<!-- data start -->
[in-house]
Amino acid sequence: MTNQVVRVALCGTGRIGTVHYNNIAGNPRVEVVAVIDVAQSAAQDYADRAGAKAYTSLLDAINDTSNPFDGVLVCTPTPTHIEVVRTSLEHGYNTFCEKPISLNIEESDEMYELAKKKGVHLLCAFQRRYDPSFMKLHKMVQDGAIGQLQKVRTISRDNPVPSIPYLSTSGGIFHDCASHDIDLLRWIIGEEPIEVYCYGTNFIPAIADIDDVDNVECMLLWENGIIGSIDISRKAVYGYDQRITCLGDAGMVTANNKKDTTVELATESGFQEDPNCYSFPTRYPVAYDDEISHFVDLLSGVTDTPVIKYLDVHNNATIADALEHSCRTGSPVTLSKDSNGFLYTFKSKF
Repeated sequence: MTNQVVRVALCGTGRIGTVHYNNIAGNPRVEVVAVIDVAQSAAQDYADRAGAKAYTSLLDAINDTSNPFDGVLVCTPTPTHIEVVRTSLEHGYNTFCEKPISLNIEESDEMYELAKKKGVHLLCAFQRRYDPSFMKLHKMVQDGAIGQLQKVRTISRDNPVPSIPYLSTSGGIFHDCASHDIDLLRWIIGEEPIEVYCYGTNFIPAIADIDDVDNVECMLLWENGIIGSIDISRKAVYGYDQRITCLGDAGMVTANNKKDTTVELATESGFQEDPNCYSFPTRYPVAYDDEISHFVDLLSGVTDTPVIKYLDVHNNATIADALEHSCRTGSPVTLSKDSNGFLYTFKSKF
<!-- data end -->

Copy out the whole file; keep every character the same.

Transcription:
[in-house]
Amino acid sequence: MTNQVVRVALCGTGRIGTVHYNNIAGNPRVEVVAVIDVAQSAAQDYADRAGAKAYTSLLDAINDTSNPFDGVLVCTPTPTHIEVVRTSLEHGYNTFCEKPISLNIEESDEMYELAKKKGVHLLCAFQRRYDPSFMKLHKMVQDGAIGQLQKVRTISRDNPVPSIPYLSTSGGIFHDCASHDIDLLRWIIGEEPIEVYCYGTNFIPAIADIDDVDNVECMLLWENGIIGSIDISRKAVYGYDQRITCLGDAGMVTANNKKDTTVELATESGFQEDPNCYSFPTRYPVAYDDEISHFVDLLSGVTDTPVIKYLDVHNNATIADALEHSCRTGSPVTLSKDSNGFLYTFKSKF
Repeated sequence: MTNQVVRVALCGTGRIGTVHYNNIAGNPRVEVVAVIDVAQSAAQDYADRAGAKAYTSLLDAINDTSNPFDGVLVCTPTPTHIEVVRTSLEHGYNTFCEKPISLNIEESDEMYELAKKKGVHLLCAFQRRYDPSFMKLHKMVQDGAIGQLQKVRTISRDNPVPSIPYLSTSGGIFHDCASHDIDLLRWIIGEEPIEVYCYGTNFIPAIADIDDVDNVECMLLWENGIIGSIDISRKAVYGYDQRITCLGDAGMVTANNKKDTTVELATESGFQEDPNCYSFPTRYPVAYDDEISHFVDLLSGVTDTPVIKYLDVHNNATIADALEHSCRTGSPVTLSKDSNGFLYTFKSKF